References listed on the rest of the content page and the associated discussion page (listed under the publication year sub-headings) do include some editorial selection based upon both relevance and availability.
Meredith Rocca, LaRonda L Morford, Diann L Blanset, Wendy G Halpern, Joy Cavagnaro, Christopher J Bowman Applying a weight of evidence approach to the evaluation of developmental toxicity of biopharmaceuticals. Regul. Toxicol. Pharmacol.: 2018; PubMed 30009863
Deepak Kumar Khajuria, Maria Raygorodskaya, Eugene Kobyliansky, Yankel Gabet, Sahar Hiram Bab, Chen Shochat, Arkady Torchinsky, David Karasik Evaluation of the long-term skeletal effect induced by teratogen 5-aza-2'deoxycytidine on offspring of high (C3H/HeJ) and low (C57BL/6J) bone mass phenotype mice. Bone Rep: 2018, 8;239-243 PubMed 29955643
Cabiddu Gianfranca, Spotti Donatella, Gernone Giuseppe, Santoro Domenico, Moroni Gabriella, Gregorini Gina, Giacchino Franca, Attini Rossella, Limardo Monica, Gammaro Linda, Todros Tullia, Giorgina Barbara Piccoli, Kidney and Pregnancy Study Group of the Italian Society of Nephrology A best-practice position statement on pregnancy after kidney transplantation: focusing on the unsolved questions. The Kidney and Pregnancy Study Group of the Italian Society of Nephrology. J. Nephrol.: 2018; PubMed 29949013
Nazem El Husseini, Barbara F Hales Hydroxyurea embryotoxicity is enhanced in P53-deficient mice. Reprod. Toxicol.: 2018; PubMed 29940331
Céline Pique, Edward Marsden, Paul Quesada, Audrey Blondel, Lars Friis Mikkelsen A Shortened Study Design for Embryo-Fetal Development Studies in the Minipig. Reprod. Toxicol.: 2018; PubMed 29940329
Critical Periods of Development
When studying this topic remember the concept of "critical periods of development" that will affect the overall impact of the above listed factors, as outlined in the table below. This can be extended to the potential differences between prenatal and postnatal effects, for example with infections and outcomes.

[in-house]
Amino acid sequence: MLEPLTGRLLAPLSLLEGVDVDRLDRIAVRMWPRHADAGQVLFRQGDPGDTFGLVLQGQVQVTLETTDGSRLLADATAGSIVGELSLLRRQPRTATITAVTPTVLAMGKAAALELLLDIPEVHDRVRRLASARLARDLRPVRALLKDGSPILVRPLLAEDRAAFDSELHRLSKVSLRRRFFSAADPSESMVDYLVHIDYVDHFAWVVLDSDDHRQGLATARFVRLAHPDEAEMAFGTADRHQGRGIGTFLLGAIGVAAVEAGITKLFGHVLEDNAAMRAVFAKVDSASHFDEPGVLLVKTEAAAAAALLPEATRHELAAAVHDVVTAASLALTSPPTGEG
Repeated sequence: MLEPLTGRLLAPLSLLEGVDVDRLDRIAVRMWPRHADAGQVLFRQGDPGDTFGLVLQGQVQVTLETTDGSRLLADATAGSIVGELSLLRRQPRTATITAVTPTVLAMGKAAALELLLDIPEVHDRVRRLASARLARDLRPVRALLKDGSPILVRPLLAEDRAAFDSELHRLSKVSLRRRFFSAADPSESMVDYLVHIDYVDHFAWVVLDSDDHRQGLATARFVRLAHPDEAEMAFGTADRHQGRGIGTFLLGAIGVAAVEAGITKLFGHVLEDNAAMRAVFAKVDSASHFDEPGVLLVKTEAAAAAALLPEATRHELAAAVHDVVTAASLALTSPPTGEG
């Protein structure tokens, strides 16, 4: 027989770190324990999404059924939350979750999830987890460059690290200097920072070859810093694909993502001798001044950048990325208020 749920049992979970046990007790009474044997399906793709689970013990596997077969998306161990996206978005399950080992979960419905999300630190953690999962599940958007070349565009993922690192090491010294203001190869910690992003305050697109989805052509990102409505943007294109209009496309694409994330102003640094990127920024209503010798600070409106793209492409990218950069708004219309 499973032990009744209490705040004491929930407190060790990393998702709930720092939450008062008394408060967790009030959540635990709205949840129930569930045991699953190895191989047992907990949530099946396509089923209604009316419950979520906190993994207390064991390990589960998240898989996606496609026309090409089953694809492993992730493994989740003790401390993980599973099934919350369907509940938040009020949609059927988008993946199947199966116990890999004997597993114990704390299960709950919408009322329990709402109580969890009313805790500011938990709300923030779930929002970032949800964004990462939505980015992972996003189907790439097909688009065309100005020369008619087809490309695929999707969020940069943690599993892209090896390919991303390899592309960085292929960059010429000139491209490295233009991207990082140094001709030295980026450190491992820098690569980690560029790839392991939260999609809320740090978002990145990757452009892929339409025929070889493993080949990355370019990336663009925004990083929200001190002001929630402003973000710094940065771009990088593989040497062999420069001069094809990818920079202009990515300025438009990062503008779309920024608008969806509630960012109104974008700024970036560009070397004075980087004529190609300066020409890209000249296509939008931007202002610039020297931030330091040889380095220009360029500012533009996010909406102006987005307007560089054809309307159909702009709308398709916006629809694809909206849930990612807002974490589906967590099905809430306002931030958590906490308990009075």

|Critical Periods of Human Development|
|Conceptus||Embryonic development (weeks)||Fetal period (weeks)|
|Loss||Major abnormalities||Functional and Minor abnormalities|
- Hawkins SJ, Crompton LA, Sood A, Saunders M, Boyle NT, Buckley A, Minogue AM, McComish SF, Jiménez-Moreno N, Cordero-Llana O, Stathakos P, Gilmore CE, Kelly S, Lane JD, Case CP & Caldwell MA. (2018). Nanoparticle-induced neuronal toxicity across placental barriers is mediated by autophagy and dependent on astrocytes. Nat Nanotechnol , , . PMID: 29610530 DOI.
- Zomerdijk IM, Ruiter R, Houweling LM, Herings RM, Straus SM & Stricker BH. (2015). Dispensing of potentially teratogenic drugs before conception and during pregnancy: a population-based study. BJOG , 122, 1119-29. PMID: 25316196 DOI.
- Mayshar Y, Yanuka O & Benvenisty N. (2011). Teratogen screening using transcriptome profiling of differentiating human embryonic stem cells. J. Cell. Mol. Med. , 15, 1393-401. PMID: 20561110 DOI.
- Lim JH, Kim SH, Shin IS, Park NH, Moon C, Kang SS, Kim SH, Park SC & Kim JC. (2011). Maternal exposure to multi-wall carbon nanotubes does not induce embryo-fetal developmental toxicity in rats. Birth Defects Res. B Dev. Reprod. Toxicol. , 92, 69-76. PMID: 21254368 DOI.
- Birth Defects Research Part A: Clinical and Molecular Teratology
- Birth Defects Research Part B: Developmental and Reproductive Toxicology
- Part C: Embryo Today: Reviews
- Glossary: A | B | C | D | E | F | G | H | I | J | K | L | M | N | O | P | Q | R | S | T | U | V | W | X | Y | Z | Numbers | Symbols | Term Link
Cite this page: Hill, M.A. (2018, July 20) Embryology Abnormal Development - Teratogens. Retrieved from https://embryology.med.unsw.edu.au/embryology/index.php/Abnormal_Development_-_Teratogens
- © Dr Mark Hill 2018, UNSW Embryology ISBN: 978 0 7334 2609 4 - UNSW CRICOS Provider Code No. 00098G